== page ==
Science is really cool. I'm not just referring to those intense pictures of nebulas or aurora borealis or because Neil deGrasse Tyson told me so. The scientific process itself is an incredible riddle that can only disprove ideas in the search for the answer, without ever proving that there is a correct one. It may be frustrating to some, but it is also satisfying to those who employ it because it rejects one thing: bullshit. As Carl Sagan once said, "If it can be destroyed by the truth, it deserved to be destroyed by the truth." The scientific process doesn't have time for mendacity.
This is why it always seemed oxymoronic to have scientists in political landscapes. Politicians, most well-known for their bullshit, working among scientists, who are rejectors of it, seems like a tumultuous experience for both parties. It's also a relationship that is critical for the function and progress of Canada. Politicians need to be informed. What better resource than to have well-educated, intuitive and creative scientists to provide data, knowledge and guidance to the decision-making individuals?
In reality, the relationship between science and politics is one plagued with frustration and fear. Dr. John Wilmhurst, the former Resource Conservation Manager of Jasper National Park, was unexpectedly and mysteriously fired from his position last June. His former co-workers wrote an open letter to the Justin Trudeau, Elizabeth May and Thomas Mulclair, asking for their support and commitment to science, in the wake of his dismissal. Tony Turner, a former scientist with Environment Canada, was put on administrative leave after he released a protest song entitled "Harperman." David Tarasick (Environment Canada), Scott Dallimore (National Resources Canada), Kristi Miller (Department of Fisheries and Oceans), and Mary Waiser (Environment Canada) are just a few federal scientists who have come forward with evidence that they've been denied the ability to publicly speak about the research they've performed.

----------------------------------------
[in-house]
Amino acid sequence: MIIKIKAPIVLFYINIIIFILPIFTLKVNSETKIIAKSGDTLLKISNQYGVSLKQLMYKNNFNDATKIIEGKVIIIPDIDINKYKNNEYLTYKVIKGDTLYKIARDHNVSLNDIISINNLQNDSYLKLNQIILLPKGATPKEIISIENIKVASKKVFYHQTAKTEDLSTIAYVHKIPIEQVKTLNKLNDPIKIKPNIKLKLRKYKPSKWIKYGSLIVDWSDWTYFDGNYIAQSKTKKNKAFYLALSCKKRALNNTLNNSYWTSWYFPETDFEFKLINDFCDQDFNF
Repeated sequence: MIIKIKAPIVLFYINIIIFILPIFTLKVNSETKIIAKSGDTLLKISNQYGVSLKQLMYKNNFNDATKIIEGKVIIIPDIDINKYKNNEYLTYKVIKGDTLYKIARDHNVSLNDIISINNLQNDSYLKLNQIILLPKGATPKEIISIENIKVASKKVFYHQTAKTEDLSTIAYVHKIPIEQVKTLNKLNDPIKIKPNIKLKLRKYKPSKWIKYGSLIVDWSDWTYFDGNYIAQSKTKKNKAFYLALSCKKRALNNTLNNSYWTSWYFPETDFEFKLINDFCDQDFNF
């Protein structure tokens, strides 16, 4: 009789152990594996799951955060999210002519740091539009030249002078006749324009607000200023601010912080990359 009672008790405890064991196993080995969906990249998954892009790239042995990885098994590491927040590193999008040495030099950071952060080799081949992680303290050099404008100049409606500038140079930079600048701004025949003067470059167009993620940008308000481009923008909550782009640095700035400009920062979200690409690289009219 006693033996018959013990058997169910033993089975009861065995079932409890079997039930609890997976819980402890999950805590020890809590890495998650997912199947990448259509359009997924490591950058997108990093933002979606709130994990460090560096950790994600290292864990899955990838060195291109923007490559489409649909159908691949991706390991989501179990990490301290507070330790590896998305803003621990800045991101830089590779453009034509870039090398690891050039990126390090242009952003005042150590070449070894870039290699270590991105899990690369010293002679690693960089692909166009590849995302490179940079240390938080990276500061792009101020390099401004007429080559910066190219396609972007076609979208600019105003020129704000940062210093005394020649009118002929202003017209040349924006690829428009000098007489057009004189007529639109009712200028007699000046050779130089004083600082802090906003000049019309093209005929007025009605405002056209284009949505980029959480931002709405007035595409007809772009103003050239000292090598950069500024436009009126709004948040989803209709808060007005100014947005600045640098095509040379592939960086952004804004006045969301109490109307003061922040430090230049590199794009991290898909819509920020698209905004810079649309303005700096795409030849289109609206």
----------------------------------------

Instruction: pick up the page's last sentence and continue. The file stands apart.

People aren't the only resources being extinguished for political reasons. An estimated 16 federal research libraries have been closed, with much of the material being destroyed. The government insists that materials are merely being transferred to digital form, but scientists are skeptical. Environmental research programs are losing funding and shutting down at alarming rates. The Canadian Foundation for Climate and Atmospheric Sciences, which once supported climate, air, ozone, ocean and weather research, lost its funding in 2011. The Experimental Lakes area, which allows hundreds of researchers and students to understand the effects of varying inputs and conditions on Canada's rivers and lakes, lost its federal funding. The conservative government passed the Navigation Protection Act in 2014, which reversed the protection of 98 per cent of the waterways originally protected under the Navigable Waters Protection Act.
What the conservative government fails to realize is that scientists are public servants. Which means they work for the people of Canada, not the elected party. They are paid via tax dollars, just as politicians are, to perform a service that betters our country. Health Canada researchers investigate new vaccines, drugs, viruses, and foods to ensure that anything Canadians are exposed to or ingest is safe. Environment Canada researchers investigate weather patterns and climate change, water management, pollution, biodiversity and so much more. This ensures the sustainability and health of Canada's physical features so that future generations can see Canada's beauty, not hear tales of how great it once was.
Canada needs science to exist. It's importance cannot be measured by profit margins or popularity. I get it; that makes it difficult to justify spending. Especially since science is not a cheap pursuit, but I guarantee you, it is the most worthwhile pursuit of our time. It can do more for this country than trade deals and pipelines ever could. On Oct. 19, as a Canadian, vote for science. Vote to protect the country that has given us so much, for future generations that deserve to see it and for the brave scientists who speak out for what's right.
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